This paper gives a general summary based on years of study of the world's expert on expressive writing. He asserts that the effects of expressive writing depend on time and that it may not be constructive to write directly after a disruptive life event.

In Inqwire:

This study lends further support to ensuring all writing activities are optional, self directed explorations. It also supports the decision to avoid prescribing one-size-fits-all solutions to the writing activities and prompts within Inqwire and instead to generate them on demand from each user's current writing.

Niles, A. N., Haltom, K. E. B., Mulvenna, C. M., Lieberman, M. D., & Stanton, A. L. (2014). Randomized controlled trial of expressive writing for psychological and physical health: the moderating role of emotional expressivity. Anxiety, Stress & Coping, 27(1), 1-17.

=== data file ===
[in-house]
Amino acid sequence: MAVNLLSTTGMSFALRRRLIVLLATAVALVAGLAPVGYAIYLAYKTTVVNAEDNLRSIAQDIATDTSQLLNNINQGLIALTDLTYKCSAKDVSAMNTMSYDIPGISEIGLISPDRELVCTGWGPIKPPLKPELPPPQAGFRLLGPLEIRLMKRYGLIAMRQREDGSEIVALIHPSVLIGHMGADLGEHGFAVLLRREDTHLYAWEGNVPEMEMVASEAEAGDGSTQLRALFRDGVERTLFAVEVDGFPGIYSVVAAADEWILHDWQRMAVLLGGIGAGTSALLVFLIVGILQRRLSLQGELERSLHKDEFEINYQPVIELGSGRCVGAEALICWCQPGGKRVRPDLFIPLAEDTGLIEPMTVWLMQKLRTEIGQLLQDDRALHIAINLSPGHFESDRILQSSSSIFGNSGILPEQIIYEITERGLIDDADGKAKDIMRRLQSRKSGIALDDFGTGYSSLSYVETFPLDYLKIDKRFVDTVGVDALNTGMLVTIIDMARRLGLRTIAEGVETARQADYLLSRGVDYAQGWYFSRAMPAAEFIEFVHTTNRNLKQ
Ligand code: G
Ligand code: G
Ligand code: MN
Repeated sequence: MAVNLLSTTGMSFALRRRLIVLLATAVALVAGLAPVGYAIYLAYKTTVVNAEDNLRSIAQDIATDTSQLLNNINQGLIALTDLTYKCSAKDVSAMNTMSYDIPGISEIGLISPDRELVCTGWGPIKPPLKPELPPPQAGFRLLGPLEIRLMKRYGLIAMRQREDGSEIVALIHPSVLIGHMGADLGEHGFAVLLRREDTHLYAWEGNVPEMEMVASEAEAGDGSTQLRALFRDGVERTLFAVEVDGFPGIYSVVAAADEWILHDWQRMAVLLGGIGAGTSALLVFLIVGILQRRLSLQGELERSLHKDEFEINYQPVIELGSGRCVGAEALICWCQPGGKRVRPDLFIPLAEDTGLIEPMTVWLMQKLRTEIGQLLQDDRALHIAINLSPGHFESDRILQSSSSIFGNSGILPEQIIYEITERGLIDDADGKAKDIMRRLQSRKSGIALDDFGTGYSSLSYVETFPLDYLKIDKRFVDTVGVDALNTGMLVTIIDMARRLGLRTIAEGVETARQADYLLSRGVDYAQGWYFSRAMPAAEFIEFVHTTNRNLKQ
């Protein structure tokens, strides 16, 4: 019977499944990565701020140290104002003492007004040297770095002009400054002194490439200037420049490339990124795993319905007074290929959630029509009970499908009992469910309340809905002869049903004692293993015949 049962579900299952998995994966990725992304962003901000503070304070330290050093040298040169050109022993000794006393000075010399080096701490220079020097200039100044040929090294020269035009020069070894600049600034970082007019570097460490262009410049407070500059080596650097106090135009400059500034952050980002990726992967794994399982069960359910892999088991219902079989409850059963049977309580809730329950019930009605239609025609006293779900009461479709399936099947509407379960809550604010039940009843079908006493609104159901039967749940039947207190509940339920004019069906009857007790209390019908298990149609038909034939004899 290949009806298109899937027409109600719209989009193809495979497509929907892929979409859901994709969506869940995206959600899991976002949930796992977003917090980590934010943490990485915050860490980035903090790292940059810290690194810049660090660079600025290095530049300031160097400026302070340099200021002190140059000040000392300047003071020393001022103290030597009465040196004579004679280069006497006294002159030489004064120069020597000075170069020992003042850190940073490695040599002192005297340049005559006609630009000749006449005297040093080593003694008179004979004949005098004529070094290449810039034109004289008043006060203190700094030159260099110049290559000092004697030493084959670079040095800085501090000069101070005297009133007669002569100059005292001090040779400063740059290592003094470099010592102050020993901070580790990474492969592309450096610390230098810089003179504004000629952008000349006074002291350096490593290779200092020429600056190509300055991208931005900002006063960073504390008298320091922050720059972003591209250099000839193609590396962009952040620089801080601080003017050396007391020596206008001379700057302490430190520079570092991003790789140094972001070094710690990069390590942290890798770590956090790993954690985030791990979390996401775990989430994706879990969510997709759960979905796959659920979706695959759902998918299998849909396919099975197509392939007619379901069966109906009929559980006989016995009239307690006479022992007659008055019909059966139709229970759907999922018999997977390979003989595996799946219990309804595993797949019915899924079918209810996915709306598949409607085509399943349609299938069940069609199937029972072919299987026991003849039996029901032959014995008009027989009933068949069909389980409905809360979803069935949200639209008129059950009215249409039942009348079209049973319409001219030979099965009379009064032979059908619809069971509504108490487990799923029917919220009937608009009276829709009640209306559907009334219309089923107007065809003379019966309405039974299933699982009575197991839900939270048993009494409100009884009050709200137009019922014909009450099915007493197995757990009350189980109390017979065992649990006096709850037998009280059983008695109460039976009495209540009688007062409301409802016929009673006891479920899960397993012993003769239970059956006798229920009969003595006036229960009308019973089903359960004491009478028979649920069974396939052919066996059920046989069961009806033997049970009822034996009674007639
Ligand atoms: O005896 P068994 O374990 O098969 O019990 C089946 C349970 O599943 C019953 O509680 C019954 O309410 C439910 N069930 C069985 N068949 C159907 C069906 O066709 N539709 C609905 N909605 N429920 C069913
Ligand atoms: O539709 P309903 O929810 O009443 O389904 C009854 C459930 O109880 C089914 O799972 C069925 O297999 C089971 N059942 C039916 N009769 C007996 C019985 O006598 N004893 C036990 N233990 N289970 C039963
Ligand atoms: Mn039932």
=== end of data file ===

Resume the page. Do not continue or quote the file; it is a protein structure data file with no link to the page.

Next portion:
This paper presents evidence that supports the 'matching hypothesis' which says that in order to experience beneficial effects of writing, we shouldn't follow some formula, but instead write how we want to - be it reflective or expressive, a lot or a little.

In Inqwire:

This study lends further support to ensuring all writing activities are optional, self directed explorations. It also supports the decision to avoid prescribing one-size-fits-all solutions to the writing activities and prompts within Inqwire and instead to offer a variety of options and to suggest that people only answer questions that speak to them.

Pennebaker, J. W. (1990). Opening up: The healing power of confiding in others. William Morrow.